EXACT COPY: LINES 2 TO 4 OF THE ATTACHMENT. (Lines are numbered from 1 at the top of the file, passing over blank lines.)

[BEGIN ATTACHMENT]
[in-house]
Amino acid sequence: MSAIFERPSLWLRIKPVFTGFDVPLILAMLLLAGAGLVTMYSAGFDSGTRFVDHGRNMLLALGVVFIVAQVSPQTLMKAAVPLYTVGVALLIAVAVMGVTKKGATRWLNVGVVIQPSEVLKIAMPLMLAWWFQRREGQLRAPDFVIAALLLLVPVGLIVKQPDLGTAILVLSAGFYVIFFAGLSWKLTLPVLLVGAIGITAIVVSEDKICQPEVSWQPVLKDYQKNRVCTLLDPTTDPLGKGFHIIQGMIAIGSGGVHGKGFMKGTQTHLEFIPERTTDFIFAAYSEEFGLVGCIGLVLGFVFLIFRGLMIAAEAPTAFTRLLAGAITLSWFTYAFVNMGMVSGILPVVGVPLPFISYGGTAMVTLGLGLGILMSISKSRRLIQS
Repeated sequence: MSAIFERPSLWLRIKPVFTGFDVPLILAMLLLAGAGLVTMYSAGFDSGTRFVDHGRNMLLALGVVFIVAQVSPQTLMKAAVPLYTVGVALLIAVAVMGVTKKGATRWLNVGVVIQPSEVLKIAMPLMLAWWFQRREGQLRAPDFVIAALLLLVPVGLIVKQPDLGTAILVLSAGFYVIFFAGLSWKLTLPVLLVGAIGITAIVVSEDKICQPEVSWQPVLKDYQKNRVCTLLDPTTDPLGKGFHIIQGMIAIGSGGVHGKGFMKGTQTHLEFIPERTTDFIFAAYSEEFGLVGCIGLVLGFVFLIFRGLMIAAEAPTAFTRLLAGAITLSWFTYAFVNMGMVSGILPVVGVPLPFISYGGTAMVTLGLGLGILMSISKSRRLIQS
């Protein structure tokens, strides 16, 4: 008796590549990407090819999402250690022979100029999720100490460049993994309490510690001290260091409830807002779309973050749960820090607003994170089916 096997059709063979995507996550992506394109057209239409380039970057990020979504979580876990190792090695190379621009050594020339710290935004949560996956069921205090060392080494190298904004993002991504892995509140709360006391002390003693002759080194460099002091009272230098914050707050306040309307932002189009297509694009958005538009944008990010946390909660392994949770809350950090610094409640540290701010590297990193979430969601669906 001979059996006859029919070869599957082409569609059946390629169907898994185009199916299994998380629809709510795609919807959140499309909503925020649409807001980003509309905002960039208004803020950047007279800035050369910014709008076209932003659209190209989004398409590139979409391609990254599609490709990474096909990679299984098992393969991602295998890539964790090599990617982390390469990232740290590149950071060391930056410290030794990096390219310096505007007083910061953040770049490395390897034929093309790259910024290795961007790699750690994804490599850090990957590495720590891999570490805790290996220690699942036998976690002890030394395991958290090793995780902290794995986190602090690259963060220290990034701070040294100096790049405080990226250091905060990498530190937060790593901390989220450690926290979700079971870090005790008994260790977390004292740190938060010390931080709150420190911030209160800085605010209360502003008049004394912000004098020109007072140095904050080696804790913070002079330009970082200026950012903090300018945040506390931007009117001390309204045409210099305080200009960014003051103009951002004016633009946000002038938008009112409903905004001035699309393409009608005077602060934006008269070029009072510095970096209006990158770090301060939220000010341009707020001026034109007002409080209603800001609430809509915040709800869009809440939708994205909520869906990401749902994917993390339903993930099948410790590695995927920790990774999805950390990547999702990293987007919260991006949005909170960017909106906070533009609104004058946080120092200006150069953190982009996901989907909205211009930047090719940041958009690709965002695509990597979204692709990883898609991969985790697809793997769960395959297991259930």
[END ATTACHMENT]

Amino acid sequence: MSAIFERPSLWLRIKPVFTGFDVPLILAMLLLAGAGLVTMYSAGFDSGTRFVDHGRNMLLALGVVFIVAQVSPQTLMKAAVPLYTVGVALLIAVAVMGVTKKGATRWLNVGVVIQPSEVLKIAMPLMLAWWFQRREGQLRAPDFVIAALLLLVPVGLIVKQPDLGTAILVLSAGFYVIFFAGLSWKLTLPVLLVGAIGITAIVVSEDKICQPEVSWQPVLKDYQKNRVCTLLDPTTDPLGKGFHIIQGMIAIGSGGVHGKGFMKGTQTHLEFIPERTTDFIFAAYSEEFGLVGCIGLVLGFVFLIFRGLMIAAEAPTAFTRLLAGAITLSWFTYAFVNMGMVSGILPVVGVPLPFISYGGTAMVTLGLGLGILMSISKSRRLIQS
Repeated sequence: MSAIFERPSLWLRIKPVFTGFDVPLILAMLLLAGAGLVTMYSAGFDSGTRFVDHGRNMLLALGVVFIVAQVSPQTLMKAAVPLYTVGVALLIAVAVMGVTKKGATRWLNVGVVIQPSEVLKIAMPLMLAWWFQRREGQLRAPDFVIAALLLLVPVGLIVKQPDLGTAILVLSAGFYVIFFAGLSWKLTLPVLLVGAIGITAIVVSEDKICQPEVSWQPVLKDYQKNRVCTLLDPTTDPLGKGFHIIQGMIAIGSGGVHGKGFMKGTQTHLEFIPERTTDFIFAAYSEEFGLVGCIGLVLGFVFLIFRGLMIAAEAPTAFTRLLAGAITLSWFTYAFVNMGMVSGILPVVGVPLPFISYGGTAMVTLGLGLGILMSISKSRRLIQS
């Protein structure tokens, strides 16, 4: 008796590549990407090819999402250690022979100029999720100490460049993994309490510690001290260091409830807002779309973050749960820090607003994170089916 096997059709063979995507996550992506394109057209239409380039970057990020979504979580876990190792090695190379621009050594020339710290935004949560996956069921205090060392080494190298904004993002991504892995509140709360006391002390003693002759080194460099002091009272230098914050707050306040309307932002189009297509694009958005538009944008990010946390909660392994949770809350950090610094409640540290701010590297990193979430969601669906 001979059996006859029919070869599957082409569609059946390629169907898994185009199916299994998380629809709510795609919807959140499309909503925020649409807001980003509309905002960039208004803020950047007279800035050369910014709008076209932003659209190209989004398409590139979409391609990254599609490709990474096909990679299984098992393969991602295998890539964790090599990617982390390469990232740290590149950071060391930056410290030794990096390219310096505007007083910061953040770049490395390897034929093309790259910024290795961007790699750690994804490599850090990957590495720590891999570490805790290996220690699942036998976690002890030394395991958290090793995780902290794995986190602090690259963060220290990034701070040294100096790049405080990226250091905060990498530190937060790593901390989220450690926290979700079971870090005790008994260790977390004292740190938060010390931080709150420190911030209160800085605010209360502003008049004394912000004098020109007072140095904050080696804790913070002079330009970082200026950012903090300018945040506390931007009117001390309204045409210099305080200009960014003051103009951002004016633009946000002038938008009112409903905004001035699309393409009608005077602060934006008269070029009072510095970096209006990158770090301060939220000010341009707020001026034109007002409080209603800001609430809509915040709800869009809440939708994205909520869906990401749902994917993390339903993930099948410790590695995927920790990774999805950390990547999702990293987007919260991006949005909170960017909106906070533009609104004058946080120092200006150069953190982009996901989907909205211009930047090719940041958009690709965002695509990597979204692709990883898609991969985790697809793997769960395959297991259930």